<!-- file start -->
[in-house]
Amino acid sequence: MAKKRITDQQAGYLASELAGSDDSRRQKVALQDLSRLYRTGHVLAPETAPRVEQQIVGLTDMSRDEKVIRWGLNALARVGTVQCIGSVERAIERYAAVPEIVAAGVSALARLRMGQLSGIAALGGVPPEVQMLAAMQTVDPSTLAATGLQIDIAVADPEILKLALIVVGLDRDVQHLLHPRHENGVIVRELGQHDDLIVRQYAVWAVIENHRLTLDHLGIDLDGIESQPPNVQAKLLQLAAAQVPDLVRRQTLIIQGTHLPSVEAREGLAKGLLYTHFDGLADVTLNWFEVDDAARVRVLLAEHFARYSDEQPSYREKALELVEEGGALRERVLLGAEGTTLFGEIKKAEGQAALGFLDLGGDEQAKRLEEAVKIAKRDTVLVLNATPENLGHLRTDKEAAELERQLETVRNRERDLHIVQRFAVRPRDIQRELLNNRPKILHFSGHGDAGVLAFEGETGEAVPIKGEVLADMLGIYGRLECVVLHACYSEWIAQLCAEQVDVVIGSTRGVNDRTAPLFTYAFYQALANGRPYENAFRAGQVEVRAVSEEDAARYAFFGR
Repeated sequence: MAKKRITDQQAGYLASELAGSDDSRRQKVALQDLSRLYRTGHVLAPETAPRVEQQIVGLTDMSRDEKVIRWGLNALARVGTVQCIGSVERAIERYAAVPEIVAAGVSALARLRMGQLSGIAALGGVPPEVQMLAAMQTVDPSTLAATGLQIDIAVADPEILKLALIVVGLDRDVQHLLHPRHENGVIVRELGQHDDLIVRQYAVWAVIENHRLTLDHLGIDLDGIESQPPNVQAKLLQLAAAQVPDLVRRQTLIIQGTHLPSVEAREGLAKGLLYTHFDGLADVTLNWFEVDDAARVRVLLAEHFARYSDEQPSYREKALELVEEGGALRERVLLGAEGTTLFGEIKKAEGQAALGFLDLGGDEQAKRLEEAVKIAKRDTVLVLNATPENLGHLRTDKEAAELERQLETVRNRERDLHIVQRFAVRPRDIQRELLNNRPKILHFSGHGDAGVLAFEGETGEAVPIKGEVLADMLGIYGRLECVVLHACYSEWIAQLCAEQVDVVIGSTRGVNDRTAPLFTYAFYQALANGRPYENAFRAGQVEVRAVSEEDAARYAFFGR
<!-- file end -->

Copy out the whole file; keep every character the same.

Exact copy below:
[in-house]
Amino acid sequence: MAKKRITDQQAGYLASELAGSDDSRRQKVALQDLSRLYRTGHVLAPETAPRVEQQIVGLTDMSRDEKVIRWGLNALARVGTVQCIGSVERAIERYAAVPEIVAAGVSALARLRMGQLSGIAALGGVPPEVQMLAAMQTVDPSTLAATGLQIDIAVADPEILKLALIVVGLDRDVQHLLHPRHENGVIVRELGQHDDLIVRQYAVWAVIENHRLTLDHLGIDLDGIESQPPNVQAKLLQLAAAQVPDLVRRQTLIIQGTHLPSVEAREGLAKGLLYTHFDGLADVTLNWFEVDDAARVRVLLAEHFARYSDEQPSYREKALELVEEGGALRERVLLGAEGTTLFGEIKKAEGQAALGFLDLGGDEQAKRLEEAVKIAKRDTVLVLNATPENLGHLRTDKEAAELERQLETVRNRERDLHIVQRFAVRPRDIQRELLNNRPKILHFSGHGDAGVLAFEGETGEAVPIKGEVLADMLGIYGRLECVVLHACYSEWIAQLCAEQVDVVIGSTRGVNDRTAPLFTYAFYQALANGRPYENAFRAGQVEVRAVSEEDAARYAFFGR
Repeated sequence: MAKKRITDQQAGYLASELAGSDDSRRQKVALQDLSRLYRTGHVLAPETAPRVEQQIVGLTDMSRDEKVIRWGLNALARVGTVQCIGSVERAIERYAAVPEIVAAGVSALARLRMGQLSGIAALGGVPPEVQMLAAMQTVDPSTLAATGLQIDIAVADPEILKLALIVVGLDRDVQHLLHPRHENGVIVRELGQHDDLIVRQYAVWAVIENHRLTLDHLGIDLDGIESQPPNVQAKLLQLAAAQVPDLVRRQTLIIQGTHLPSVEAREGLAKGLLYTHFDGLADVTLNWFEVDDAARVRVLLAEHFARYSDEQPSYREKALELVEEGGALRERVLLGAEGTTLFGEIKKAEGQAALGFLDLGGDEQAKRLEEAVKIAKRDTVLVLNATPENLGHLRTDKEAAELERQLETVRNRERDLHIVQRFAVRPRDIQRELLNNRPKILHFSGHGDAGVLAFEGETGEAVPIKGEVLADMLGIYGRLECVVLHACYSEWIAQLCAEQVDVVIGSTRGVNDRTAPLFTYAFYQALANGRPYENAFRAGQVEVRAVSEEDAARYAFFGR